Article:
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Episco-Fact #12
September 4, 2016

What is the altar rail for and is it a requirement for the worship space?

The altar rail came into use during the period of the Reformation. There were a number of factors which influenced its use. It became a way to mark the boundary between the ordained with their appointed assistants and the remainder of the laity, and in multi-use buildings, which many of the reformation church buildings were, they kept the animals out of the altar area. Kneeling at the Altar rail was a latter development. During the early Reformation, like the one thousand or so years before, communion was received standing up.

Our current Book of Common Prayer anticipates the liturgical reforms expressed in the Roman Catholic Church subsequent to Vatican 2 and in the Reformed Churches in the aftermath of that great council. The reforms of that era anticipate greater lay participation in the service, which leads to less need for the altar rail.

One of our sister parishes, Holy Comforter in Vienna, recently redecorated and put the altar rail behind the altar in order to keep the area between the pews and the altar open for easier entrance and exit, and to send the spiritual message of openness.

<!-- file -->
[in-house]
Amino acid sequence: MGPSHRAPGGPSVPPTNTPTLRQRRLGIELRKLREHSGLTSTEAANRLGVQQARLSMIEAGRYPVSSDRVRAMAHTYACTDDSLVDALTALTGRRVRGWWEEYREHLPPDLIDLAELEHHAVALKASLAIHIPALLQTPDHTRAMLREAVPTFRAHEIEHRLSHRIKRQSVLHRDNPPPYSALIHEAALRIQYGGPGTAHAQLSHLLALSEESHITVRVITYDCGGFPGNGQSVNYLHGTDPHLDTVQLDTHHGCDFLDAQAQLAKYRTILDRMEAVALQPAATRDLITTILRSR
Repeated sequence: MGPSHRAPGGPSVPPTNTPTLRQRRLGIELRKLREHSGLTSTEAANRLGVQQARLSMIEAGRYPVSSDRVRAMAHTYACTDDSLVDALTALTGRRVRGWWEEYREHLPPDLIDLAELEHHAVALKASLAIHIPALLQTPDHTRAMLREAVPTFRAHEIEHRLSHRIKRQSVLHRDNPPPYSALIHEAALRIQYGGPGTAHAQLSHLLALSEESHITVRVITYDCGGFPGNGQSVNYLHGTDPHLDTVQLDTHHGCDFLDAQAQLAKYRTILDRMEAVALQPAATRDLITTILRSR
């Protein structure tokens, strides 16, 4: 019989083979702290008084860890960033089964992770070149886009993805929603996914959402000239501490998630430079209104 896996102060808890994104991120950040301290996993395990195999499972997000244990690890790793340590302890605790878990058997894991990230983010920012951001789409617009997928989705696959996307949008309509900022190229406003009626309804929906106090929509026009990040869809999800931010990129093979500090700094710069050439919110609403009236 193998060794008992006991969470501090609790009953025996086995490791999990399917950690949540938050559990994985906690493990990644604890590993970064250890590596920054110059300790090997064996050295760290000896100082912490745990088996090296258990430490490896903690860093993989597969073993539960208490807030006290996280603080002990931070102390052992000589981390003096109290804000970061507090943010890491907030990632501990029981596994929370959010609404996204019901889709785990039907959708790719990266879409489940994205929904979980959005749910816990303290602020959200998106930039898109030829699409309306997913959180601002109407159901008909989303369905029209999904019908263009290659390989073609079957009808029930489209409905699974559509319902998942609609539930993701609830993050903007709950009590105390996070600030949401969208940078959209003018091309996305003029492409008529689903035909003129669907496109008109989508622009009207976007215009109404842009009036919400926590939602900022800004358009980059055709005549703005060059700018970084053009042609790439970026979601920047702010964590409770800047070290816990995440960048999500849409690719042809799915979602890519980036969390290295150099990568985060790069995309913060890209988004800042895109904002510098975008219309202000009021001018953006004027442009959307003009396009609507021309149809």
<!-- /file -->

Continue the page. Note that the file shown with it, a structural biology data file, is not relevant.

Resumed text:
Beginning Sunday, September 11, I am inviting the gift bearers to come to the altar to present the gifts of bread, wine, and alms. That will entail ushers inviting a couple, a family, or even a few friends to bring the bread and wine all the way to the altar table. They will be joined by children bearing the alms from children's chapel, and ushers with alms baskets from the offertory in the church. This adjustment is intended to highlight full access to the holy table by the gathered body. After all the gifts have been presented, the acolytes will set the altar rail while the Presider and the altar party finish preparing the table.

This is, admittedly, a change, and it is a change with a purpose. The laity are fellow celebrants with the clergy and their appointed assistants in the blessing of the bread and wine, and it seems right to have that visually highlighted in the midst of our service.

 

The Rev. David Lucey

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